• Turn off the engine. While many operators are tempted to climb in and out of skid steers while the engine is idling, this isn’t a good safety practice. To minimize the risk that the machine will begin rolling forward as you exit, always make sure the engine is turned off before you exit.
  • Maintain three points of contact while exiting the machine. When exiting the skid steer, always maintain three points of contact while exiting the machine. For example, by holding the grab bars with both hands and maintaining at least one foot secured to a foot pad.

Best Practices for Operating A Skid Steer Safely

Aside from entering and exiting the skid steer according to best practices, there are also several precautions operators should take during the machine’s operation.

Here are some key safety areas operators should keep in mind while operating a skid steer:


  • Use a seat belt. Before operating a skid steer, make sure your seat belt is fastened and the restraint bar (if applicable) is in the lowered position. Prior to operating the machine, be sure to test all controls, especially the brakes.
  • Don’t try to control the machine from the outside. Never attempt to operate the machine from outside the cab or while leaning out of the side of the cab. Always stay inside the cab while the machine is in use, and keep your seat belt fastened at all times. 
  • Inspect the work area. Prior to operating a skid steer, be sure the work area is safe and free of obstacles. In particular, be aware of sloped or uneven terrain, debris on the job site and personnel who may be nearby.
  • Only turn the machine on level ground. Since skid steers use differential steering, they are especially prone to tipping while turning on uneven ground. Therefore, it’s important to not turn the machine on excessively sloped or uneven terrain.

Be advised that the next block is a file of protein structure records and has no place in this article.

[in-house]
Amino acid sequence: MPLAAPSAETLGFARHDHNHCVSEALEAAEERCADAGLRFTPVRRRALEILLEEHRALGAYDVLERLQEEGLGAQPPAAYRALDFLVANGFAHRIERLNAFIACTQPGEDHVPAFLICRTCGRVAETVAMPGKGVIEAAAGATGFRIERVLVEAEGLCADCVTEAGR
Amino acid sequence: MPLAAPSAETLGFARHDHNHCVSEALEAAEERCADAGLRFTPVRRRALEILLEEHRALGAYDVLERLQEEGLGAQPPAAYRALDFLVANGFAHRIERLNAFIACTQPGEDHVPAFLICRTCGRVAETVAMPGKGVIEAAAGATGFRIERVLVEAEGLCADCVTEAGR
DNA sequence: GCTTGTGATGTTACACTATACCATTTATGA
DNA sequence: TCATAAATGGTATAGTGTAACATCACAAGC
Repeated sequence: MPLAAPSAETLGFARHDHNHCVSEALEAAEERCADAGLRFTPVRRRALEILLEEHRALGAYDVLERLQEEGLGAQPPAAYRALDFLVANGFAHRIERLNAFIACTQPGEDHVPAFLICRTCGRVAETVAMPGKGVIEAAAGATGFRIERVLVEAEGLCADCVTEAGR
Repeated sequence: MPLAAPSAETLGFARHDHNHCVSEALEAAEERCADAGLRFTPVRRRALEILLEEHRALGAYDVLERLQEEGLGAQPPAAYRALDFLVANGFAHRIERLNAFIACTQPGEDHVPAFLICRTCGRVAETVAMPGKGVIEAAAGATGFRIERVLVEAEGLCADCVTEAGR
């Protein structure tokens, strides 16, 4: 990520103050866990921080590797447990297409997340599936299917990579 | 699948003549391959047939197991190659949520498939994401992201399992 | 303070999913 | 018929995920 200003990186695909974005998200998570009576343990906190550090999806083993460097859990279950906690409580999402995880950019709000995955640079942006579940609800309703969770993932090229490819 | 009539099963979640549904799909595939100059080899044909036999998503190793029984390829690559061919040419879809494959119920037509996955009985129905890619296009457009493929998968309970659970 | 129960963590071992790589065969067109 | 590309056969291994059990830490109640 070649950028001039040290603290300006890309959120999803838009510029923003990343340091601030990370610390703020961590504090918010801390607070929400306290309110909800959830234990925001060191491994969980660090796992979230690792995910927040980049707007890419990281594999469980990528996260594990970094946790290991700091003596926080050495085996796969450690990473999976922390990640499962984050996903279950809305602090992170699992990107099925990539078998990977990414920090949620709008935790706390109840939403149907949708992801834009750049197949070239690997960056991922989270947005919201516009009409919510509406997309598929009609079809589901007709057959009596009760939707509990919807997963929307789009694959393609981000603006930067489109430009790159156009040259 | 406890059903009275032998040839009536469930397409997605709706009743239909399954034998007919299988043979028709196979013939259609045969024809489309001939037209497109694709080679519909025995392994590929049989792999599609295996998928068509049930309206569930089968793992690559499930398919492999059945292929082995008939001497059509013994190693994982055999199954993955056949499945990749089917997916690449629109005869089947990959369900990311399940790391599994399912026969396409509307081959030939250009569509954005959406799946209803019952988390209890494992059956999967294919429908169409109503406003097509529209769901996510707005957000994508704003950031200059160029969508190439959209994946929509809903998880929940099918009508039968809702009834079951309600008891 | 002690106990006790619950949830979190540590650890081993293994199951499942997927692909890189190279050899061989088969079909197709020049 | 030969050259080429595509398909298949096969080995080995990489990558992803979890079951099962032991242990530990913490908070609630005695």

• Lower the bucket for improved stability. A skid steer is most stable when the bucket is in the lowered position. To avoid tipping, never attempt to turn the skid steer with the bucket raised in the air, especially when carrying loads.
  • Wear the appropriate PPE/Safety gear. Although modern skid steers are built with reinforced operator cabs, it’s still important for operators to wear PPE and safety gear, such as safety glasses, hard hats, appropriate shoes/boots and hi-vis vests.
  • Do not exceed the lift capacity of the skid steer. To minimize the risk of accidents, it is of paramount importance that operators understand the limitations and capacity of their machine. Operators should never attempt to lift loads that exceed the lift capacity of their skid steer.

Best Practices for Skid Steer Maintenance

Maintenance best practices aren’t just about improving your machine’s productivity, a well-executed maintenance routine will also make your skid steer safer to operate.

Here are some key maintenance best practices to optimize the safety of your skid steer:


  • Implement a preventative maintenance plan
  • Replace worn components according to the machine’s requirements
  • Inspect the machine’s components frequently, including its safety components
  • Never disable or modify safety features
  • Inspect, top-off and replace fluids regularly
  • Make sure attachments are securely attached before using them

Final Thoughts

When it comes to operating skid steers safely, knowledge and vigilance are your most valuable tools. By adhering to the best practices outlined in this article, you can mitigate risks, protect lives and ensure the smooth progress of your projects.

If you find yourself in need of quality skid steer parts, look no further than the EquipmentShare Shop. Find OEM and aftermarket skid steer parts from a variety of brands. Can’t find the part you need? Reach out to one of our parts experts and get personalized assistance.